Although I have not kept up with the firestorm launched last year (by Jodi Picoult, of all people) regarding the perceived disparity between numbers of male and female authored books that are reviewed by major print outlets (such as the New York Times), I read Ruth Franklin’s response article in The New Republic with interest. Franklin and a few other colleagues decided to investigate what might be causing not only women’s books to be reviewed less frequently, but also, why women might be doing less of the actual reviewing. Her survey was in response to one conducted by VIDA, an organization for “women in literary arts,” which found that
At Harper’s, there were 27 male book reviewers and six female; about 69 percent of the books reviewed were by male authors. At the London Review of Books, men wrote 78 percent of the reviews and 74 percent of the books reviewed. Men made up 84 percent of the reviewers for The New York Review of Books and authored 83 percent of the books reviewed. TNR, I’m sorry to say, did not compare well: Of the 62 writers who wrote about books for us last year, only 13 (or 21 percent) were women. We reviewed a total of 64 books, nine of them by women (14.5 percent).
(The full findings of the VIDA survey can be seen here.)
Franklin and her colleagues conducted a small survey that did not “pretend to be comprehensive” of literary presses large and small and found that (unsurprisingly for us cynics) there is a significant disparity in the numbers of books published by female authors:
Only one of the houses we investigated—the boutique Penguin imprint Riverhead—came close to parity, with 55 percent of its books by men and 45 percent by women. Random House came in second, with 37 percent by women. It was downhill from there, with three publishers scoring around 30 percent—Norton, Little Brown, and Harper—and the rest 25 percent and below, including the elite literary houses Knopf (23 percent) and FSG (21 percent). Harvard University Press, the sole academic press we considered, came in at just 15 percent.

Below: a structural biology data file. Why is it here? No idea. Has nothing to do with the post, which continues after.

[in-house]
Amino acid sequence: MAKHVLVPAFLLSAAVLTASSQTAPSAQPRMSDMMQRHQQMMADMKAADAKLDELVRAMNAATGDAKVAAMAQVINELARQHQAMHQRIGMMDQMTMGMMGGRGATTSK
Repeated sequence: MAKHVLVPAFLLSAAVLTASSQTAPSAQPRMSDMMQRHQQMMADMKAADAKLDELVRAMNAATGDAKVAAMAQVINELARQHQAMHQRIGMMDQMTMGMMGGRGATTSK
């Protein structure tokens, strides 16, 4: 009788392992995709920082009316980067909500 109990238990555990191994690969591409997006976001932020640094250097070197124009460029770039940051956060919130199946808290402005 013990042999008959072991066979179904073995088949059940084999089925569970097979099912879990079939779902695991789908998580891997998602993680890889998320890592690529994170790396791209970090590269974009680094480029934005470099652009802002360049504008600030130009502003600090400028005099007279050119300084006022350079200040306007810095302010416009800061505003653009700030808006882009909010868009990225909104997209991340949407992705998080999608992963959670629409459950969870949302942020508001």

I speculated that independents—more iconoclastic, publishing more work in translation, and perhaps less focused on the bottom line—would turn out to be more equitable than the big commercial houses. Boy, was I wrong. Granted, these presses publish a smaller number of books in total, so a difference in one or two books has a larger effect on their percentages. Still, their numbers are dismaying. Graywolf, with 25 percent female authors, was our highest-scoring independent. The cutting-edge Brooklyn publisher Melville House came in at 20 percent. The doggedly leftist house Verso was second-to-last at 11 percent. Our lowest scorer? It pains me to say it, because Dalkey Archive Press publishes some great books that are ignored by the mainstream houses. But it would be nice if more than 10 percent of them were by women.
These results are obviously troubling, even if they aren’t terribly shocking. But I sympathize with Franklin’s more personal dismay. As she puts it, “[a]s a member of third-wave feminism, growing up in the 1970s and ’80s, I was brought up to believe we lived in a meritocracy, where the battles had been fought and won, with the spoils left for us to gather. It is sobering to realize that we may live and work in a world still held in the grip of unconscious biases, no less damaging for their invisibility.” (Agreed.)
What I do hope someone spends a little more time investigating is why there are so many fewer female reviewers. Franklin’s speculation on this point seems a little limited:
…freelance book reviewers, who make up the majority of the reviewing population, tend to be authors themselves. If more men than women are publishing books, then it stands to reason that more books by men are getting reviewed and more men are reviewing books.
This seems to imply that reviewers (particularly reviewer-authors) only review books according to their own gender, which doesn’t seem entirely probable or fair. Perhaps it is still just more difficult to break into high profile reviewing gigs as a woman (particularly as book reviewing positions which pay continue to fall by the wayside), but I’d like to hear more in-depth consideration of this aspect of the gender problem…